Fellow billionaire value investor Warren Buffett once told Marks that he likes to buy companies when they’re “weeds, not flowers.” Oaktree also believes in this dictum of investing in troubled assets and selling them for a profit once they recover. But shouldn’t investors wait for the price drop to stabilize before jumping in so they won’t be, in Wall Street parlance, catching a falling knife? “The trouble is that once that happens, then the price would have rebounded,” Marks said. “We want to buy at a time of upset and while the knife is still falling. I think the refusal to catch a falling knife is a rationalization for inaction.”

“There’s only one intelligent form of investing, and that’s to figure out what something is worth and trying to buy it for less.”

However, ‘falling knife’ investments with turnaround potential can be scarce in this long-running bull market. “We’re in hiatus now and it’s no fun. We’re not happy when we can’t buy bargains,” Marks said. With not many good deals around, Oaktree has kept its portfolio to $100 billion under management for four years now. “We don’t think it’s the right climate for us to increase.”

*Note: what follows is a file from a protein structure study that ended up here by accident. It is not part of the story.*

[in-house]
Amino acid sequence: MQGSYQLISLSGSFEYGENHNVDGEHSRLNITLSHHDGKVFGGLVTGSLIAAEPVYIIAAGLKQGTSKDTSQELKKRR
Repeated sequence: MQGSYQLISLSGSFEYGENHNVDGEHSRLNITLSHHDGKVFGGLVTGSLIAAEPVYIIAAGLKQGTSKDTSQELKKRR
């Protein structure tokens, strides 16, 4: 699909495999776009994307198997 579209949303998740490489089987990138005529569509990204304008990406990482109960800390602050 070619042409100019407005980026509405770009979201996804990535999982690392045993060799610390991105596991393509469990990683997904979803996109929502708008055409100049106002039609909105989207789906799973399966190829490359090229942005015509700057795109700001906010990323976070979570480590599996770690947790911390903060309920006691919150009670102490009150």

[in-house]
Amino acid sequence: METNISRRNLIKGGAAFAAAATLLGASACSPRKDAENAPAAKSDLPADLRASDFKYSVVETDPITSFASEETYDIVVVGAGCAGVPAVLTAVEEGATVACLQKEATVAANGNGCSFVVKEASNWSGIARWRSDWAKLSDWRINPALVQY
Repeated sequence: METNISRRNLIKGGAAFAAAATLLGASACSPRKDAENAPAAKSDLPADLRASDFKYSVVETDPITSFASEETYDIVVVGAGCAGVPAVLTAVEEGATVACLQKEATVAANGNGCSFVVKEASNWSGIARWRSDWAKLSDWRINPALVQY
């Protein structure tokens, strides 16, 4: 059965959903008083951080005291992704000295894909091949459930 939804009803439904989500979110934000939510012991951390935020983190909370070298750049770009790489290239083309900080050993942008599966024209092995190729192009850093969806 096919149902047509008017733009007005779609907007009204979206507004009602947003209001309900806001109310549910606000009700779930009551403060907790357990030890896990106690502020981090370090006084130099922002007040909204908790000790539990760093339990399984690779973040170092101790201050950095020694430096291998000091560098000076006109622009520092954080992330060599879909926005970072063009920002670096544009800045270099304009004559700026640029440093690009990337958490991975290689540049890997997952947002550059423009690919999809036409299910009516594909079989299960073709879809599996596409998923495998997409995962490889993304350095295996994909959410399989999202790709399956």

But once the market cycle turns, Oaktree is ready to pounce. “Cycles are one of the most important things in the world,” said Marks, who is writing a book on the subject. It’s important to recognize them as they happen and determine “where we stand in them and what that implies for the future.” The reasons behind cycles, as well as their timing, duration, speed, level of violence and amplitude, differ. As such, people who depend too much on cycles coming at set times “tend to get in trouble because they either anticipate too much or they miss things.”

But cycles do occur with regularity throughout history even if one can’t pinpoint exactly when they will come. “Most things in life are cyclical,” Marks said. In the markets, one can sense the bullish tide turning “when there’s too much money, when there’s too little risk aversion, when there’s too little fear, too much eagerness, etc. — that’s how you get excesses to the upside that have to be corrected to the downside.”